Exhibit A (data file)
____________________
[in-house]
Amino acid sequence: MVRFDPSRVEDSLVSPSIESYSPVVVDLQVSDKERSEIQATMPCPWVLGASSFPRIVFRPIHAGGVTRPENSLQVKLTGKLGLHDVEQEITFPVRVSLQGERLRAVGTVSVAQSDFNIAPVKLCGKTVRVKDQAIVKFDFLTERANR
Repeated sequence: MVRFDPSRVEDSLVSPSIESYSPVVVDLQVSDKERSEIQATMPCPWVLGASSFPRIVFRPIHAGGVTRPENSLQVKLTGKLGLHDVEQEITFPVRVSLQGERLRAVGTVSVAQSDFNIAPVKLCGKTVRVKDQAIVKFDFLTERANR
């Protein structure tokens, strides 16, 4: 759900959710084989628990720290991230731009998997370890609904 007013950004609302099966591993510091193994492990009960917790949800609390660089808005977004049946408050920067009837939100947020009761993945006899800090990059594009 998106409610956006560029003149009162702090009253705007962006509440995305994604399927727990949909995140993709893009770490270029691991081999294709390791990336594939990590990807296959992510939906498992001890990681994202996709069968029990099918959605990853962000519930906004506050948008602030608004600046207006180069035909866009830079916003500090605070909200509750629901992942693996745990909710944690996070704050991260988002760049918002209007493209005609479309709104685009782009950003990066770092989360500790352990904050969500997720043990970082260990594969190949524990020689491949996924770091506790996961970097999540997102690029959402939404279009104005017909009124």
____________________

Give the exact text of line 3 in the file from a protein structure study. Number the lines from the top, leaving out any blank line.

Repeated sequence: MVRFDPSRVEDSLVSPSIESYSPVVVDLQVSDKERSEIQATMPCPWVLGASSFPRIVFRPIHAGGVTRPENSLQVKLTGKLGLHDVEQEITFPVRVSLQGERLRAVGTVSVAQSDFNIAPVKLCGKTVRVKDQAIVKFDFLTERANR